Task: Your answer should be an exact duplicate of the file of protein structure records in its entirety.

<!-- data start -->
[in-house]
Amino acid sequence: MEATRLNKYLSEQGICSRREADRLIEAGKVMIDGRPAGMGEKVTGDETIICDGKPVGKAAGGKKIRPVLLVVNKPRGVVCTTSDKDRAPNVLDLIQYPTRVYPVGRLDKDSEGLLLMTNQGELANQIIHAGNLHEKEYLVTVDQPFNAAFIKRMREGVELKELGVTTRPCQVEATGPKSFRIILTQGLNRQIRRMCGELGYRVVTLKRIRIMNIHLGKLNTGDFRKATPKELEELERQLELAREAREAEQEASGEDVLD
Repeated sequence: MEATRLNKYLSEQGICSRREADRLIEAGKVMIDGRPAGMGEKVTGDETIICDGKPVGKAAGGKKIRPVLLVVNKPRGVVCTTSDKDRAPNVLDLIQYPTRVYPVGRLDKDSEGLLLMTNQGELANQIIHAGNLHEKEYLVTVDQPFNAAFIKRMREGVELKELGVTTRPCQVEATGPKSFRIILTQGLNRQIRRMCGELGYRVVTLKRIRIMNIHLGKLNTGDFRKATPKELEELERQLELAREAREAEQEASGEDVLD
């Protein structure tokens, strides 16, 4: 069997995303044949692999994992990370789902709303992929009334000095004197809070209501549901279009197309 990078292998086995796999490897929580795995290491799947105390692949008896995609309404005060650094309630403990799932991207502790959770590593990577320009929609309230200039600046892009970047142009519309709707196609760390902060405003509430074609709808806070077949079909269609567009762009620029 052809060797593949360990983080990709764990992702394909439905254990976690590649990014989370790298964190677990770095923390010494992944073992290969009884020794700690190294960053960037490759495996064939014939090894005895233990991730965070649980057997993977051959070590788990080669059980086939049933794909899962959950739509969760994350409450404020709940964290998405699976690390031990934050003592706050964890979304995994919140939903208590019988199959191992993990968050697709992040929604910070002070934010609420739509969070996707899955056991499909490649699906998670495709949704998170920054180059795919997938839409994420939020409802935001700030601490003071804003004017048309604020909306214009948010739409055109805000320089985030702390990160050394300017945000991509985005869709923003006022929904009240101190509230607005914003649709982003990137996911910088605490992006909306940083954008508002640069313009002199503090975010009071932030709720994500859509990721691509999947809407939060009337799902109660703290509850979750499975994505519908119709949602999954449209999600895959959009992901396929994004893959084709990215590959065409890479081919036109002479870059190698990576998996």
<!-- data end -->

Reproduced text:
[in-house]
Amino acid sequence: MEATRLNKYLSEQGICSRREADRLIEAGKVMIDGRPAGMGEKVTGDETIICDGKPVGKAAGGKKIRPVLLVVNKPRGVVCTTSDKDRAPNVLDLIQYPTRVYPVGRLDKDSEGLLLMTNQGELANQIIHAGNLHEKEYLVTVDQPFNAAFIKRMREGVELKELGVTTRPCQVEATGPKSFRIILTQGLNRQIRRMCGELGYRVVTLKRIRIMNIHLGKLNTGDFRKATPKELEELERQLELAREAREAEQEASGEDVLD
Repeated sequence: MEATRLNKYLSEQGICSRREADRLIEAGKVMIDGRPAGMGEKVTGDETIICDGKPVGKAAGGKKIRPVLLVVNKPRGVVCTTSDKDRAPNVLDLIQYPTRVYPVGRLDKDSEGLLLMTNQGELANQIIHAGNLHEKEYLVTVDQPFNAAFIKRMREGVELKELGVTTRPCQVEATGPKSFRIILTQGLNRQIRRMCGELGYRVVTLKRIRIMNIHLGKLNTGDFRKATPKELEELERQLELAREAREAEQEASGEDVLD
């Protein structure tokens, strides 16, 4: 069997995303044949692999994992990370789902709303992929009334000095004197809070209501549901279009197309 990078292998086995796999490897929580795995290491799947105390692949008896995609309404005060650094309630403990799932991207502790959770590593990577320009929609309230200039600046892009970047142009519309709707196609760390902060405003509430074609709808806070077949079909269609567009762009620029 052809060797593949360990983080990709764990992702394909439905254990976690590649990014989370790298964190677990770095923390010494992944073992290969009884020794700690190294960053960037490759495996064939014939090894005895233990991730965070649980057997993977051959070590788990080669059980086939049933794909899962959950739509969760994350409450404020709940964290998405699976690390031990934050003592706050964890979304995994919140939903208590019988199959191992993990968050697709992040929604910070002070934010609420739509969070996707899955056991499909490649699906998670495709949704998170920054180059795919997938839409994420939020409802935001700030601490003071804003004017048309604020909306214009948010739409055109805000320089985030702390990160050394300017945000991509985005869709923003006022929904009240101190509230607005914003649709982003990137996911910088605490992006909306940083954008508002640069313009002199503090975010009071932030709720994500859509990721691509999947809407939060009337799902109660703290509850979750499975994505519908119709949602999954449209999600895959959009992901396929994004893959084709990215590959065409890479081919036109002479870059190698990576998996």